This really looks like a critical development in the startup funding ladder. Can similar thinking be applied to the pre-funded startup to change the process of getting from inspiration to initial funding? I know the lean startup process addresses it, but there’s a very difficult process from idea to prototype in which great innovation still dies. FFF funding to seed to angel process is still tough if one is not based in SF.
Another benefit of having a clear “scorecard” + “lessons learned” blog is helping to clarify lessons and progress for the entrepreneur. I think a lot of startup founders (especially solo ones!) don’t do enough documentation of what they’re doing and learning.
Steve – I greatly enjoyed both parts of this topic. You made some excellent points and the information is timely for the growth of our business which I hope to roll into our current board process.
I really like the idea of using a blog to communicate process. I currently use our company blog as a means of commonplacing and documenting my business learning, but to a lesser degree to what you are describing.
Great idea. Communication between startups and their board members/advisors is often easily disconnected and random, especially when people are more than 30 feet apart. Why not extend your idea of using a blog to a collaboration platform that allows investors, vcs, or adivisors to connect with startups and share multiple types of data and information?
Agree totally with all points. The bulk of your recommendations go to two points, 1)improving speed and relevance of communications and 2) avoiding the wasting of big amounts of time in preparation for the meeting. As you put in the end, these must augment board meetings…but I believe that a startup that implements such a setup could reduce formal board meetings at startups to perhaps 2-3 a year from 6-8. I think this communication would also allow for a lighter formal board, which will be limited now to formal oversight as required by legal obligations or major changes in strategy where you need everyone on deck and focused. The “bits” approach, however, should be including advisors, not just formal board members, to increase the benefit of available fonts of wisdom.
I don’t think your proposals are limited to startups, by the way.
Forget the board, this is a model for how startups should generally tap investors, advisors, believers, and other friends of the company. In an era of crowd intelligence, startups should be looking to extend their smarts and know-how with any competent people they trust.
[…] have found their business model they don’t fit the lean philosophy at all. His focus is on reinventing the board meeting which he blogged on this week. At the Citrix Startup Accelerator we are looking to bring these types of innovations to our […]
The idea of investing in universities with entrepreneurship programs but little VC structure is excellent. As a Pittsburgh native, I would highly suggest looking into Carnegie Mellon University and the University of Pittsburgh. Both are very strong universities that put out top talent, but often don’t get the recognition they deserve. Pittsburgh lacks a lot of VC structure or money, so it seems that this would be a good city to focus on.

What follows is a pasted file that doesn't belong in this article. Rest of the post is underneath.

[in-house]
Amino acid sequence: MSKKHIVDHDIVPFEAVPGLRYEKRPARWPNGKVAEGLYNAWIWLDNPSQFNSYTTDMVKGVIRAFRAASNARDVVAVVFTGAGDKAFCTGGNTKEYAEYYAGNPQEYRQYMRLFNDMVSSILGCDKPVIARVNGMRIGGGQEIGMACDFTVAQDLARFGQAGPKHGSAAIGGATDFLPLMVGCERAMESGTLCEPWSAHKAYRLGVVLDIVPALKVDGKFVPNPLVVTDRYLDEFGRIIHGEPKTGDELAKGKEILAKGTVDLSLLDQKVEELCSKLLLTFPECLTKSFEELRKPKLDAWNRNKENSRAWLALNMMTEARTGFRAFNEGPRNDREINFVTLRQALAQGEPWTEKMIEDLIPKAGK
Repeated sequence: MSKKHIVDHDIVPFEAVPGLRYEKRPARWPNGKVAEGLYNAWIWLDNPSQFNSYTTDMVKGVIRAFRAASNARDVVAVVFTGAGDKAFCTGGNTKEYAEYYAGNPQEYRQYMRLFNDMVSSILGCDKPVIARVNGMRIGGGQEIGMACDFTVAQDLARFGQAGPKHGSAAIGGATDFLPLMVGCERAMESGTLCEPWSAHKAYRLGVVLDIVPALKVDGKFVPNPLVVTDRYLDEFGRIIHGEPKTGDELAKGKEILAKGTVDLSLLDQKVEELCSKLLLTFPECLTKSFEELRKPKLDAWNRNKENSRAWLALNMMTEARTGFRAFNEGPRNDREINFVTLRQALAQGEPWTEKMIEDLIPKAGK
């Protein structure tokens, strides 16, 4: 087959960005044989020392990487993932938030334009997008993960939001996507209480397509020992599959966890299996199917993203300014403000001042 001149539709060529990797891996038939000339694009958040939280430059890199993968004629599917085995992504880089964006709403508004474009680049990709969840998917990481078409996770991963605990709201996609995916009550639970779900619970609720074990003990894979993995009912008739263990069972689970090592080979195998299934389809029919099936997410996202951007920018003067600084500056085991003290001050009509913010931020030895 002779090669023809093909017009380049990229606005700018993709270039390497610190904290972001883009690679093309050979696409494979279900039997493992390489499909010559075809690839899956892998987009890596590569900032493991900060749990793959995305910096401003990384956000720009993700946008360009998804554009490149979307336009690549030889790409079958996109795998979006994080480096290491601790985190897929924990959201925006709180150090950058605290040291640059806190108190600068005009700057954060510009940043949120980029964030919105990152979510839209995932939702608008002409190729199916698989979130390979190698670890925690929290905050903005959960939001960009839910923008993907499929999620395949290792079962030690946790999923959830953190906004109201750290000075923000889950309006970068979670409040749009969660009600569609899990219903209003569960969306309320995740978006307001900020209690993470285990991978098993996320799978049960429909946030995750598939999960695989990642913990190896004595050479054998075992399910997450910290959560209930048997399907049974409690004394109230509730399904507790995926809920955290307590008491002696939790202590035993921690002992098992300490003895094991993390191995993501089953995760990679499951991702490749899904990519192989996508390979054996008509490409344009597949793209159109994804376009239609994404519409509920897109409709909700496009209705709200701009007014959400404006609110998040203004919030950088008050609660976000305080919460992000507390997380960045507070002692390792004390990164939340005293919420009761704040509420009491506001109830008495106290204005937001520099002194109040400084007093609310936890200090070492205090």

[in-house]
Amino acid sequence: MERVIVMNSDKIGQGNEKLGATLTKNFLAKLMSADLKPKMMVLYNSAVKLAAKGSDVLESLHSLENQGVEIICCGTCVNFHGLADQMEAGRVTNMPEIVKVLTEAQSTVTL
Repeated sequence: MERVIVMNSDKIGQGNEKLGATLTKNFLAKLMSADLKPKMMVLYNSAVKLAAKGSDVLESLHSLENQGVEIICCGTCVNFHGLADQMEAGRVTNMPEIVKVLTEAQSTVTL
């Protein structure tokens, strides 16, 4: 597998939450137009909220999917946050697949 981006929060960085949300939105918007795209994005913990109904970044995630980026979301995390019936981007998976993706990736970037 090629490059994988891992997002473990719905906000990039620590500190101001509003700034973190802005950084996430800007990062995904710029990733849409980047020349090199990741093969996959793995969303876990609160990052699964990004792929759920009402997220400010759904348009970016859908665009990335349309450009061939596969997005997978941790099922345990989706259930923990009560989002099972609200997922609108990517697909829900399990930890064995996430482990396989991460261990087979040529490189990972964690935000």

you forgot to mention all the wasted time the founders and their entire team spend preparing for Board meetings. Days…
I have always felt Board meetings are a waste of time. Most Board members do not spend enough time with a company to really understand the issues/challenges and provide meaningful input. And many do not even give their full attention to the Board meetings when they occur.
Not sure about the Blog idea but more frequent casual/unprepared meetings are most productive for founders. Not necessarily VC’s who sit on too many Boards to be really helpful anyway. More than 4-5 and you a relegated to the problem rather than the solution.
I have seen startup/companies with public blogs doing quite well. Getting feedback (comments) seems to be an obvious advantage.
It would be very interesting to see an ab-test between password protected and public blogs.
When I read the post I thought of a crowdsourced VC board as an alternative. 50 VC signs up to get rss feed back from x number of startups and comments on problems they think they can solve.
The VC:s dont need to be from the same company.
Since its more likely that one of 50 VC.s have a better than one of 2 VC:s then the startups would be more likely to suceed.
A VC would probably say then we would need to follow 50*5 startups blogs. Which might be a problem. But it doesnt need to be the conventional way of real “hard looking”. I think it would enough for the VC:s to just skimmer through the posts. And of course pick out the posts they think they can offer better help to.
If small VC firms doesnt find a way to work together, at least in theory, the bigger firms could have an advantage with more VC:s following their startups blogs.